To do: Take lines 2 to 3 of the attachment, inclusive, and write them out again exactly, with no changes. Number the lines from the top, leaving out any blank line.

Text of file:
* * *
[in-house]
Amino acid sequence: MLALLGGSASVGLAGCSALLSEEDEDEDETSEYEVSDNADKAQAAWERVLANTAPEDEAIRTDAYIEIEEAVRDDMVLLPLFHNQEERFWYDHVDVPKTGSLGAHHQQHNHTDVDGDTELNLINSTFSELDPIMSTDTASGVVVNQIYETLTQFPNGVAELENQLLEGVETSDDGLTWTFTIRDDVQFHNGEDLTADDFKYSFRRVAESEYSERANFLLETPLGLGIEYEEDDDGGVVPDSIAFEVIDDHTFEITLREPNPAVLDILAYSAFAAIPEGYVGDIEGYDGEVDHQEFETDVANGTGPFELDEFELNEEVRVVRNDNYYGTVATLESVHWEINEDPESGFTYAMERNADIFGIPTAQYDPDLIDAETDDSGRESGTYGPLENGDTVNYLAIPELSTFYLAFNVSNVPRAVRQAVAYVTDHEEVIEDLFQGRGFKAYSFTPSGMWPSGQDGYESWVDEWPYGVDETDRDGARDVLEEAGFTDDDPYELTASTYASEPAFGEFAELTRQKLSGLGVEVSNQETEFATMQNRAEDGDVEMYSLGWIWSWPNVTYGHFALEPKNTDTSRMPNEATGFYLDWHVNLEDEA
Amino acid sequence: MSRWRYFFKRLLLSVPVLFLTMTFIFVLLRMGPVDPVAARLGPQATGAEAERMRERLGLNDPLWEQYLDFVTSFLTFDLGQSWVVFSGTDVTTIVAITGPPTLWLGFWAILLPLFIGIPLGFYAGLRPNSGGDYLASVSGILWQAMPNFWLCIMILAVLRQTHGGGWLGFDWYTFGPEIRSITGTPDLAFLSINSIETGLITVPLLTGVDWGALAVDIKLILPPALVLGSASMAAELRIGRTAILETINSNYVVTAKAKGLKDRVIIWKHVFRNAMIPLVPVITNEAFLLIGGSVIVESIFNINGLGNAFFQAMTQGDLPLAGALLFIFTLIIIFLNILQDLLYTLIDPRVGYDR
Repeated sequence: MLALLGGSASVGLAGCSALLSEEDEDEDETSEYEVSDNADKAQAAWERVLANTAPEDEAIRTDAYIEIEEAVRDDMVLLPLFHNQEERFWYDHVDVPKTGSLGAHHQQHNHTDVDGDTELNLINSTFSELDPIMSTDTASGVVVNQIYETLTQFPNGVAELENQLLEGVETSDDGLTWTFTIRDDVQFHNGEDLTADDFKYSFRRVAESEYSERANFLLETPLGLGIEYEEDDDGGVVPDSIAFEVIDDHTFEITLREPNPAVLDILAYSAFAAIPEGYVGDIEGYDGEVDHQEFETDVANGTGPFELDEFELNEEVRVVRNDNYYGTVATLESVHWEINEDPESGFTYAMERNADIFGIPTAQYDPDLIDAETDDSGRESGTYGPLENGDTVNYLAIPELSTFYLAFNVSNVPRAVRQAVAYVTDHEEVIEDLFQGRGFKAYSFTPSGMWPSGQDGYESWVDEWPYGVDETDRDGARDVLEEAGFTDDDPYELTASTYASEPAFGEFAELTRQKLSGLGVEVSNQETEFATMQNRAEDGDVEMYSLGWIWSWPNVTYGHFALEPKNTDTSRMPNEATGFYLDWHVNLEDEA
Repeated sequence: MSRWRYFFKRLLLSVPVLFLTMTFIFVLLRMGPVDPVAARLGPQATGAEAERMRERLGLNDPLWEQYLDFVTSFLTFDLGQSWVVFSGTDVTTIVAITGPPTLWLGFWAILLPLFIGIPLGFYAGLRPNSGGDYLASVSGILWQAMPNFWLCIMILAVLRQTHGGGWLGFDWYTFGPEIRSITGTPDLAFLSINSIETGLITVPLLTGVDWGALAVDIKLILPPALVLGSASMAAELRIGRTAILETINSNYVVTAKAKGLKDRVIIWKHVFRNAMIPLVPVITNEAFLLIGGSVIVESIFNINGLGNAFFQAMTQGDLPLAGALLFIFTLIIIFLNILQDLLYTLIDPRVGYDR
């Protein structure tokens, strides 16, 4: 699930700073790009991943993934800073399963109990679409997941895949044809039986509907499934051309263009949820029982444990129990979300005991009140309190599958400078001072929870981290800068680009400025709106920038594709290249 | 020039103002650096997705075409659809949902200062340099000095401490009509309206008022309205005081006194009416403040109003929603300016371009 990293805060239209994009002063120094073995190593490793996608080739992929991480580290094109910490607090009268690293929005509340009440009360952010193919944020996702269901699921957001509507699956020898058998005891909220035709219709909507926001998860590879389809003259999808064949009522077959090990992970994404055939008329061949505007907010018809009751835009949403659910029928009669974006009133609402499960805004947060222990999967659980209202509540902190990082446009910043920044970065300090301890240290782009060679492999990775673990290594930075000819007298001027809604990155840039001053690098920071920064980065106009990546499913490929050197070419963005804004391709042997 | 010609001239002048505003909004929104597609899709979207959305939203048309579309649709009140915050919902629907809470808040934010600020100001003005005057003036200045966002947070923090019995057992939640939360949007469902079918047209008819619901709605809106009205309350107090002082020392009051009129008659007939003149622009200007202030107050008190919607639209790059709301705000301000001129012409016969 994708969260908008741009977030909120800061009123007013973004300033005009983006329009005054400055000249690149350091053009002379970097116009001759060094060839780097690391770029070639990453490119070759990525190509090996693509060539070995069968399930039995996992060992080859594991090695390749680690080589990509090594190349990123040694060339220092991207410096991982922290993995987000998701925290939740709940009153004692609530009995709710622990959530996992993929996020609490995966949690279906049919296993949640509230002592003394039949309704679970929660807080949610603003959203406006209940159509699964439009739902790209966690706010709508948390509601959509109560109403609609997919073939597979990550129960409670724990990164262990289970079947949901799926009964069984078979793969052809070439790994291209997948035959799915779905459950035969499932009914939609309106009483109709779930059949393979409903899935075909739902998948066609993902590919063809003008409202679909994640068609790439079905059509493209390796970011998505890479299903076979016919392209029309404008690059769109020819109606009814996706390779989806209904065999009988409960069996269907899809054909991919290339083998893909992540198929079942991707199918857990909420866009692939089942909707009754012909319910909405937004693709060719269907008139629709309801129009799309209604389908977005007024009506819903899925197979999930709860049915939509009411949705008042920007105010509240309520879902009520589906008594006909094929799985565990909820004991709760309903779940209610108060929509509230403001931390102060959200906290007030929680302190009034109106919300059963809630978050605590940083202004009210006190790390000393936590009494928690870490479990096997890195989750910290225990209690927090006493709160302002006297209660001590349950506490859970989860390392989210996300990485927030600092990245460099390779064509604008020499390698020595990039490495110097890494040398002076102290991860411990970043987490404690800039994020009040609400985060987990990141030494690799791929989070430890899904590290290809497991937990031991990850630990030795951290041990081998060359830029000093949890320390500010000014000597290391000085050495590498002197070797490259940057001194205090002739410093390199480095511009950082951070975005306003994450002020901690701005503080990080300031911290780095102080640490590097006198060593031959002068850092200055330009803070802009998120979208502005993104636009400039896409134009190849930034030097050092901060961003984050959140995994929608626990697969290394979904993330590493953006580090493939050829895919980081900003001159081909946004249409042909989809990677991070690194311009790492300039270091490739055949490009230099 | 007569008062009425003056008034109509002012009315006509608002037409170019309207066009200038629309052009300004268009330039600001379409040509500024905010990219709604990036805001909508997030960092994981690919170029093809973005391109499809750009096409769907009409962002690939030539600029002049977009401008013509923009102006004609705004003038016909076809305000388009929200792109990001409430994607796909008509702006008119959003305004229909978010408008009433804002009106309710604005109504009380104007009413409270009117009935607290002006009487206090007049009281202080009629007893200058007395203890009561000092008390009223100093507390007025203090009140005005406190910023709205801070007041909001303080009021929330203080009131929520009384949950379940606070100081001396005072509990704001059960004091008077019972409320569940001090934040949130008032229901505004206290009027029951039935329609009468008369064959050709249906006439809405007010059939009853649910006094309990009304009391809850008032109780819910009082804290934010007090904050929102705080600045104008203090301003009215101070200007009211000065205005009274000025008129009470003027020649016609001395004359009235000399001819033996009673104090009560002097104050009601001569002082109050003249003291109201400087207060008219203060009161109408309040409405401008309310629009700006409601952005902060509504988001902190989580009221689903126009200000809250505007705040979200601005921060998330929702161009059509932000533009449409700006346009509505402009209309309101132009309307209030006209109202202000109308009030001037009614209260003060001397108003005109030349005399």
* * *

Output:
Amino acid sequence: MLALLGGSASVGLAGCSALLSEEDEDEDETSEYEVSDNADKAQAAWERVLANTAPEDEAIRTDAYIEIEEAVRDDMVLLPLFHNQEERFWYDHVDVPKTGSLGAHHQQHNHTDVDGDTELNLINSTFSELDPIMSTDTASGVVVNQIYETLTQFPNGVAELENQLLEGVETSDDGLTWTFTIRDDVQFHNGEDLTADDFKYSFRRVAESEYSERANFLLETPLGLGIEYEEDDDGGVVPDSIAFEVIDDHTFEITLREPNPAVLDILAYSAFAAIPEGYVGDIEGYDGEVDHQEFETDVANGTGPFELDEFELNEEVRVVRNDNYYGTVATLESVHWEINEDPESGFTYAMERNADIFGIPTAQYDPDLIDAETDDSGRESGTYGPLENGDTVNYLAIPELSTFYLAFNVSNVPRAVRQAVAYVTDHEEVIEDLFQGRGFKAYSFTPSGMWPSGQDGYESWVDEWPYGVDETDRDGARDVLEEAGFTDDDPYELTASTYASEPAFGEFAELTRQKLSGLGVEVSNQETEFATMQNRAEDGDVEMYSLGWIWSWPNVTYGHFALEPKNTDTSRMPNEATGFYLDWHVNLEDEA
Amino acid sequence: MSRWRYFFKRLLLSVPVLFLTMTFIFVLLRMGPVDPVAARLGPQATGAEAERMRERLGLNDPLWEQYLDFVTSFLTFDLGQSWVVFSGTDVTTIVAITGPPTLWLGFWAILLPLFIGIPLGFYAGLRPNSGGDYLASVSGILWQAMPNFWLCIMILAVLRQTHGGGWLGFDWYTFGPEIRSITGTPDLAFLSINSIETGLITVPLLTGVDWGALAVDIKLILPPALVLGSASMAAELRIGRTAILETINSNYVVTAKAKGLKDRVIIWKHVFRNAMIPLVPVITNEAFLLIGGSVIVESIFNINGLGNAFFQAMTQGDLPLAGALLFIFTLIIIFLNILQDLLYTLIDPRVGYDR